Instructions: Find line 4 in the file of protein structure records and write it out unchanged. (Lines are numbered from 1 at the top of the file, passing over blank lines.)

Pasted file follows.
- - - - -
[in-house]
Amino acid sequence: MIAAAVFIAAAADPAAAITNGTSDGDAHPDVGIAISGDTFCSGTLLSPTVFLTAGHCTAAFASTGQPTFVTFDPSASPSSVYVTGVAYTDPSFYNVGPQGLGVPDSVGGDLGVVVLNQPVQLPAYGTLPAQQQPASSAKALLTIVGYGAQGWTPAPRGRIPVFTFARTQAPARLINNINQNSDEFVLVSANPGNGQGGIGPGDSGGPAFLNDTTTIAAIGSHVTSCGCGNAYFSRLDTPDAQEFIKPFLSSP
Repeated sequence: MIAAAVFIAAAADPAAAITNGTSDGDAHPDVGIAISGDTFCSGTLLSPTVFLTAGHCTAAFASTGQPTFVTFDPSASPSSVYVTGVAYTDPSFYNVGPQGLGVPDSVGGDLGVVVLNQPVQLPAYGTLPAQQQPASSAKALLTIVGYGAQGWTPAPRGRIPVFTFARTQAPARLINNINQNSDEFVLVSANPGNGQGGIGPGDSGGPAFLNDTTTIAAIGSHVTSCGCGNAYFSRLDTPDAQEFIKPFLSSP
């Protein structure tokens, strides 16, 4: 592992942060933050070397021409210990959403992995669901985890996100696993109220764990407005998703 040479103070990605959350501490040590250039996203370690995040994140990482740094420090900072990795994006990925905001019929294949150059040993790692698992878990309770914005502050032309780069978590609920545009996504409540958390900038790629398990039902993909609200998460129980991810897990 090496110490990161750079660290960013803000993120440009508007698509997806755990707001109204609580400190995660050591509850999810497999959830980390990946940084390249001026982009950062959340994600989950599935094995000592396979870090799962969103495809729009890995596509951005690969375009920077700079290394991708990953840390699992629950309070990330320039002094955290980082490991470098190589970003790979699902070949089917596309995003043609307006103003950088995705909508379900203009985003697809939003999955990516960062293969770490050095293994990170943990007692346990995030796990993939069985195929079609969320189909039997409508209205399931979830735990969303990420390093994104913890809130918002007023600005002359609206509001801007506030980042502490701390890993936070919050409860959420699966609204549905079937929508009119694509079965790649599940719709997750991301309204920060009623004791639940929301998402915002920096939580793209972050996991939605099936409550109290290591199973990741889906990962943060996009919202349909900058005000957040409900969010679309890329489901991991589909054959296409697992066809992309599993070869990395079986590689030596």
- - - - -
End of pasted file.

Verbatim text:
């Protein structure tokens, strides 16, 4: 592992942060933050070397021409210990959403992995669901985890996100696993109220764990407005998703 040479103070990605959350501490040590250039996203370690995040994140990482740094420090900072990795994006990925905001019929294949150059040993790692698992878990309770914005502050032309780069978590609920545009996504409540958390900038790629398990039902993909609200998460129980991810897990 090496110490990161750079660290960013803000993120440009508007698509997806755990707001109204609580400190995660050591509850999810497999959830980390990946940084390249001026982009950062959340994600989950599935094995000592396979870090799962969103495809729009890995596509951005690969375009920077700079290394991708990953840390699992629950309070990330320039002094955290980082490991470098190589970003790979699902070949089917596309995003043609307006103003950088995705909508379900203009985003697809939003999955990516960062293969770490050095293994990170943990007692346990995030796990993939069985195929079609969320189909039997409508209205399931979830735990969303990420390093994104913890809130918002007023600005002359609206509001801007506030980042502490701390890993936070919050409860959420699966609204549905079937929508009119694509079965790649599940719709997750991301309204920060009623004791639940929301998402915002920096939580793209972050996991939605099936409550109290290591199973990741889906990962943060996009919202349909900058005000957040409900969010679309890329489901991991589909054959296409697992066809992309599993070869990395079986590689030596």